Top products from r/tipofmytongue

We found 127 product mentions on r/tipofmytongue. We ranked the 5,664 resulting products by number of redditors who mentioned them. Here are the top 20.

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Top comments that mention products on r/tipofmytongue:

u/chandalowe · 2 pointsr/tipofmytongue

Possibly the Look-Alikes books by Joan Steiner?

"Come along! Jump aboard! Grab hold of my hand. / We're crossing the border into Look-Alike Land." So invites the opening lines of Joan Steiner's Look-Alikes, a three-dimensional miniature metropolis that's meticulously, ingeniously crafted out of everyday objects from mousetraps to milk bones. At first glance, a fancy hotel lobby seems just that, but take a closer look and you'll see a sofa made of gloves. In a sunny street scene, a building façade is laden with crackers, crayons form fence posts, and the tree is shaded by a stalk of broccoli. Children and adults alike will love poring over each picture, most of which contain more than 100 objects cleverly arranged to delight and deceive. Kids will easily identify many household objects, and the ones they may not recognize--a hosiery garter or flour sifter, for example--they'll learn from either the guide in the back or from a helpful parent."

"Joan Steiner's "Look-Alikes" is endlessly interesting for kids and adults alike. This self-taught artist employs everyday items--tea bags, Fig Newtons, miniature hair combs, matches, tissues, strips of licorice, graham crackers, torn-up sponges, pencils, and so much more--to create the most astonishingly lifelike scenes.
You can see everything from a port city with boats arriving to a soda shop to a candy store to a classroom, each filled to brimming with trinkets and everyday articles of every kind, each employed as something other than what it really is "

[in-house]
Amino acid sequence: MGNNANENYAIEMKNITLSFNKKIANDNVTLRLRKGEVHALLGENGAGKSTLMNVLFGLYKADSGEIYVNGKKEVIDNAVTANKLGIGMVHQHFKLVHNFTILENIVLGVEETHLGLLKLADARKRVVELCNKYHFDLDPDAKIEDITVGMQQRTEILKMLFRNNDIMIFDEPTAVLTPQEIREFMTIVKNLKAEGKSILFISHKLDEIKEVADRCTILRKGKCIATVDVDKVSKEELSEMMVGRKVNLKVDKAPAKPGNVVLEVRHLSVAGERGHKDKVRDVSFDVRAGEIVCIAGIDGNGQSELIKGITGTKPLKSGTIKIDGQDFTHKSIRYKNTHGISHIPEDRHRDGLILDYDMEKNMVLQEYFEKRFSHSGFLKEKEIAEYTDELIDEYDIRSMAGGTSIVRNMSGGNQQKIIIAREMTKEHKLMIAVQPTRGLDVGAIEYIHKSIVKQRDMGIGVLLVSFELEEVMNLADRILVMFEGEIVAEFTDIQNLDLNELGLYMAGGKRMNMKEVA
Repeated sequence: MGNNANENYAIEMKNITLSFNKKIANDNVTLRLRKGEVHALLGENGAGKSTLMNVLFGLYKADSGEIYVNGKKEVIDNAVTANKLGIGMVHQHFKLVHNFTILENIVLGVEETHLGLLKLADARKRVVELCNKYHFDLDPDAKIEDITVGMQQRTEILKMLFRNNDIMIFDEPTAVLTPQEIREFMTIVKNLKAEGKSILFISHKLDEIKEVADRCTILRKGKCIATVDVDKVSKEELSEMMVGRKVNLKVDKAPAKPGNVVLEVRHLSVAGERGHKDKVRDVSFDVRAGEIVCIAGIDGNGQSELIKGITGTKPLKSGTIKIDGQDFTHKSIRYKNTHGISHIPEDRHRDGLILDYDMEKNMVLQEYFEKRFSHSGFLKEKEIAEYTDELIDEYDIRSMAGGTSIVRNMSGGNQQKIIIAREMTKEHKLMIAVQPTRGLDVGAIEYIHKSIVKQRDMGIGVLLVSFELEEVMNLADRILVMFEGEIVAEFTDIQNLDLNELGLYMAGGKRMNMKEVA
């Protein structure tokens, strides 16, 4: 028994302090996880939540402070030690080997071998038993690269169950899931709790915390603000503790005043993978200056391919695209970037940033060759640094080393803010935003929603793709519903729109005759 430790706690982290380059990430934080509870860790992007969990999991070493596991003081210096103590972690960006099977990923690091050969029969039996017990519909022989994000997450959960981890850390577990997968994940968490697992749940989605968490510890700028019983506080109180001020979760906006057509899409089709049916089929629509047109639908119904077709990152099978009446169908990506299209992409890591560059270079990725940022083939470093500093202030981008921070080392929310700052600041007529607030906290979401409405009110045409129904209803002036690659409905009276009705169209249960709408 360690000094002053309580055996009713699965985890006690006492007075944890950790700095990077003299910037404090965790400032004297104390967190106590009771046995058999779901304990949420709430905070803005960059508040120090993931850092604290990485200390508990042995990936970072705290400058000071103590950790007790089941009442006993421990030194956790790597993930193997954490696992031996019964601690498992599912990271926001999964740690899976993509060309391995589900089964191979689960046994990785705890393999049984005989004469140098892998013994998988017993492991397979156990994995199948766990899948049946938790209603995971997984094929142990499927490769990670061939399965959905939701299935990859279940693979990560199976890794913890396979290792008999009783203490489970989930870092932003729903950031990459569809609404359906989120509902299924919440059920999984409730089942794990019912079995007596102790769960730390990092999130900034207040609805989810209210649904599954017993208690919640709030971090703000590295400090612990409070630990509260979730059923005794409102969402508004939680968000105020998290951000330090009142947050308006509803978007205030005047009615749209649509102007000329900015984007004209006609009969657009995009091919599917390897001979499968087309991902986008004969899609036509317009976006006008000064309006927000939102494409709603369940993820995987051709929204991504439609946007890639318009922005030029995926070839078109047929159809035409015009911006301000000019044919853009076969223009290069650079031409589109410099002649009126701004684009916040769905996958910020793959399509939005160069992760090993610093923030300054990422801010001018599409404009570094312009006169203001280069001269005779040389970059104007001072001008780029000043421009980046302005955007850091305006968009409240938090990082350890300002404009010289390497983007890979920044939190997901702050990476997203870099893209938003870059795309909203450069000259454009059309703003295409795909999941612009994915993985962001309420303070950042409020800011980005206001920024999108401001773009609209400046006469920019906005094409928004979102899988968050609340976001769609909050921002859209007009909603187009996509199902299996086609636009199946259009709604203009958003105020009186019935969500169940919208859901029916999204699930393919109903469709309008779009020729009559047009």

u/natnotnate · 2 pointsr/tipofmytongue

Maybe The Boxes, by William Sleator

>School Library Journal:
Gr 5-8--Orphan Anne Levi tolerates her distant Aunt Ruth, with whom she lives, but adores her mysterious Uncle Marco, who flits in and out of their lives at irregular intervals. When he gives Anne two unusual boxes with strict instructions not to open them, curiosity gets the better of her. Opening the first one, she releases an unusual crablike creature that grows and reproduces rapidly; the life form and its offspring construct a fantastic palace in the basement and communicate with Anne telepathically. Dismayed by what she has done, Anne opens the second box, which she had hidden in her closet, revealing a clocklike object that has the ability to slow down time at the basement creatures' request, but only when Anne agrees to carry messages between the creatures and the clock. Unfortunately, the owners of a suspicious development company are intrigued by the time slowdowns and increase their ominous efforts to control Anne, her home, and the strange devices within it. Through her adventures, Anne grows into a self-confident teenager who is able to stand up to her overbearing aunt and trust her own instincts. Reminiscent of the complexity of Sleator's early science fiction, The Boxes introduces intriguing characters and unique situations but it leaves many loose ends and unanswered questions. Readers never find out just who or what Uncle Marco is, where he and Anne go when they enter the palace at the end, or where the boxes came from in the first place. The Boxes may be popular with Sleator's fans, but be prepared for requests for a sequel.--Susan L. Rogers, Chestnut Hill Academy, PA